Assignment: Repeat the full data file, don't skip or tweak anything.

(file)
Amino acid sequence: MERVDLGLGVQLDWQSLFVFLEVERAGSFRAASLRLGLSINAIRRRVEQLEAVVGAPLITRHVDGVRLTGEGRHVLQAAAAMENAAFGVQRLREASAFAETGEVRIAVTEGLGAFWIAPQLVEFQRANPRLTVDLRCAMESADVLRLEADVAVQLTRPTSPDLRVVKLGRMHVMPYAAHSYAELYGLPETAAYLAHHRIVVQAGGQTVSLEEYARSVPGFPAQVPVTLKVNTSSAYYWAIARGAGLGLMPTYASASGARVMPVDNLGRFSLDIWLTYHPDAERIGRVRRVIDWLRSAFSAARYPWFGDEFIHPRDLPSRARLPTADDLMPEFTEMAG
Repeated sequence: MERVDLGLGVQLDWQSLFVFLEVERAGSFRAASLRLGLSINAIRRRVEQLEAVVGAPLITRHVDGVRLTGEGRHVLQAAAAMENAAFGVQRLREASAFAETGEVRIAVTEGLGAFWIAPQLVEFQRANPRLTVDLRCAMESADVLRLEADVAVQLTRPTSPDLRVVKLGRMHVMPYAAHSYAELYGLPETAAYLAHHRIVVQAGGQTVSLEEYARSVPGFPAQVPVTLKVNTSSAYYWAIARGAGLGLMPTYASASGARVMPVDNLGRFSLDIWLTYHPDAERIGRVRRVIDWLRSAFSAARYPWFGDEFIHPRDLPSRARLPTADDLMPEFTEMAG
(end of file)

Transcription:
Amino acid sequence: MERVDLGLGVQLDWQSLFVFLEVERAGSFRAASLRLGLSINAIRRRVEQLEAVVGAPLITRHVDGVRLTGEGRHVLQAAAAMENAAFGVQRLREASAFAETGEVRIAVTEGLGAFWIAPQLVEFQRANPRLTVDLRCAMESADVLRLEADVAVQLTRPTSPDLRVVKLGRMHVMPYAAHSYAELYGLPETAAYLAHHRIVVQAGGQTVSLEEYARSVPGFPAQVPVTLKVNTSSAYYWAIARGAGLGLMPTYASASGARVMPVDNLGRFSLDIWLTYHPDAERIGRVRRVIDWLRSAFSAARYPWFGDEFIHPRDLPSRARLPTADDLMPEFTEMAG
Repeated sequence: MERVDLGLGVQLDWQSLFVFLEVERAGSFRAASLRLGLSINAIRRRVEQLEAVVGAPLITRHVDGVRLTGEGRHVLQAAAAMENAAFGVQRLREASAFAETGEVRIAVTEGLGAFWIAPQLVEFQRANPRLTVDLRCAMESADVLRLEADVAVQLTRPTSPDLRVVKLGRMHVMPYAAHSYAELYGLPETAAYLAHHRIVVQAGGQTVSLEEYARSVPGFPAQVPVTLKVNTSSAYYWAIARGAGLGLMPTYASASGARVMPVDNLGRFSLDIWLTYHPDAERIGRVRRVIDWLRSAFSAARYPWFGDEFIHPRDLPSRARLPTADDLMPEFTEMAG